Veep has Julia Louis-Dreyfus and Armando Iannucci. House of Cards has Kevin Spacey and David Fincher (at least for the first two episodes). How can Alpha House, the new political comedy that's launching on Amazon on Friday (the first three episodes will be made available then, followed by a new installment every week), hope to compete with those dynamic duos? Easy -- by partnering the always-reliable John Goodman up with Doonesbury mastermind Garry Trudeau. Based on the pilot episode at least, it's a combination that holds a lot of promise… even if it's not fully realized yet.
The future of television may have arrived today in the form of Netflix's heavily hyped original series House of Cards, a 13-episode political thriller set inside the halls of power in the nation's capital. It's not just the prestigious names (Kevin Spacey and Robin Wright are in front of the camera, while directors like David Fincher, Carl Franklin, James Foley and... um, Joel Schumacher are behind it) that are associated with this remake of a popular British series that makes it such a notable production -- it's also the way Netflix is choosing to put it out into the world. Instead of going network-style with one episode per week, the streaming service is releasing all 13 hour-long installments of Season 1 in bulk, allowing viewers to decide if they want to consume the whole thing in one day, one week or one month. It's the ultimate test of the relatively new practice of "binge-watching" television, an experiment Netflix will try again in April when it unveils an entire new season of Arrested Development in one fell swoop. Will it work? We'll have to wait and see. In the meantime, we watched the first episode of House of Cards and here are five reasons why you'll probably want to binge-watch this series.
Considering the strength of its cast, there's no excuse for how terrible NBC's 1600 Penn pilot is. I get that Jenna Elfman can be absolutely grating to some, but even then, there's Bill Pullman, Book of Mormon's Josh Gad, Martha MacIsaac (playing essentially the same role she had in Superbad, which I'll get back to in a second) and The Descendants' Amara Miller. The series was also created by Gad as well as President Obama's former speechwriter Jon Lovett, and is directed by Modern Family's Jason Winer, making it all the more confusing that the first episode was just so stinking bad.
Bravo has recently aired two cases of cast members quite obviously cheating on their partners, and we're trying to figure out which incident was more disturbing:
Can we give the judge who said that The Glass House wasn't a Big Brother rip-off a pair of glasses and force him to watch episodes of both shows? Because while there are a few noticeable differences, ABC's reality series definitely looks a lot like BB to us, right down to the terrible interior decorating. But since we're not in the legal business and have nothing to gain from that copyright infringement lawsuit (aside from maybe one less show to watch this summer), we're more interested in how the new program is better or worse than its predecessor.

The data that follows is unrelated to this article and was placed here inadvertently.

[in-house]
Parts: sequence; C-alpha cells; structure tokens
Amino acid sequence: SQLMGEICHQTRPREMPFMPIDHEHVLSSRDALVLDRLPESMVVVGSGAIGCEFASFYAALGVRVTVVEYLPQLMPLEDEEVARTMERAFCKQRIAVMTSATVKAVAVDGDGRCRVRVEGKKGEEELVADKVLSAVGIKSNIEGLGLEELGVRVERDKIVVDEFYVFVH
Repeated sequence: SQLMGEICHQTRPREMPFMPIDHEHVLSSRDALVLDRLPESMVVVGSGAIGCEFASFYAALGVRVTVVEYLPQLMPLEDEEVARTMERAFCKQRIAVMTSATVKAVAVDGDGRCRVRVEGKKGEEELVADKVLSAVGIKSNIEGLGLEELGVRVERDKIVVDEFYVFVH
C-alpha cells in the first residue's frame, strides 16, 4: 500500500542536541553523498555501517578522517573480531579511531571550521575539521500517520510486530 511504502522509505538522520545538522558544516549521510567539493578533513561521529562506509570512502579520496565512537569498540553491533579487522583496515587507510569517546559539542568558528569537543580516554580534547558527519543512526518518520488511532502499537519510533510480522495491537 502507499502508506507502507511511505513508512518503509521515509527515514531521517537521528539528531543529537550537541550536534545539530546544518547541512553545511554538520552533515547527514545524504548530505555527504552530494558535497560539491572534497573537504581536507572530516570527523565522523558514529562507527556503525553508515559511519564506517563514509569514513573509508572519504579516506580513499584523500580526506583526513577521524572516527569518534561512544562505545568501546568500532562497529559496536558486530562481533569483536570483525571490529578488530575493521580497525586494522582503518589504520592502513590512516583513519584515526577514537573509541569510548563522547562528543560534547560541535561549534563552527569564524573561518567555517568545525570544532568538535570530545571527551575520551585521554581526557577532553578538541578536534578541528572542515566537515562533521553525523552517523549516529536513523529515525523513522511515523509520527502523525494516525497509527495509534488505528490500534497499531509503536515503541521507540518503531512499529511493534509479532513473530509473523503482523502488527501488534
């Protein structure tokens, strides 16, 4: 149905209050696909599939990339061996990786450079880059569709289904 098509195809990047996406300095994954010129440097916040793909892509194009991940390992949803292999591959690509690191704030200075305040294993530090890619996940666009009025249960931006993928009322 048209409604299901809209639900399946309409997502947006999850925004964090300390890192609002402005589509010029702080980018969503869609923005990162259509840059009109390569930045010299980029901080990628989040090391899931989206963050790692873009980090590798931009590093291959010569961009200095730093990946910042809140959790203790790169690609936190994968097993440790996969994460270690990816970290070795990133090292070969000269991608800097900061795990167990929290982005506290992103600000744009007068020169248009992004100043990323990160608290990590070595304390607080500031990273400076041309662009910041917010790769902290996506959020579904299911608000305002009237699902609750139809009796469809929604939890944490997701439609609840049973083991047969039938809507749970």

While Housewives come and go on these shows, this season of Real Housewives of New York City has experienced a major cast upheaval. Out are Jill, Alex, Kelly and Cindy, with only Ramona, LuAnn and Sonja surviving the reaping. To provide some new blood (not to mention more drama), the show welcomed aboard Aviva, Carole and Heather. But can these ladies really fill the shoes of the likes of Jill and Kelly? Well, no one brought out any jelly beans and started spouting off about "satchels of gold" in the season premiere, and there was no screeching of "Bobby" in the most annoying whine ever, so we're skeptical. Here's how the new gals did in their debut effort:
What can I say about Desperate Housewives? Once a clever, black humor soap opera about life as a woman in the suburbs, Marc Cherry's series eventually became a Sunday-evening afterthought that only the most devoted of fans watched and even then, it was mostly to see it end. In Season 1, it averaged 23.69 million viewers -- in Season 8, it never quite reached the 10 million mark. Now, Desperate Housewives has left us... and against all odds, takes a tiny bit of each fan down with it.
Fox recently announced that after eight long seasons, House will be coming to an end this May. We're thrilled, though probably not as thrilled as Hugh Laurie, but very happy none the less. While it is far too late for the show to go out on a high note, it can at least go out in an interesting, or at least totally ridiculous and entertaining, way. Here are our suggestions, largely inspired from other, better programs.
The latest season of The Real Housewives of Orange County kicked off last night, and after the tumultuous battle of the blondes during the reunion last year, we had high hopes for fireworks in this premiere. And we thought that the new brunette cast member would really shake things up. Well, color us let down so far.
Welcome to the "Let's bash on Brandi" segment of this reunion -- but at least in her case, she bites back. Thank God for her, or else we would have fallen asleep during the episode.
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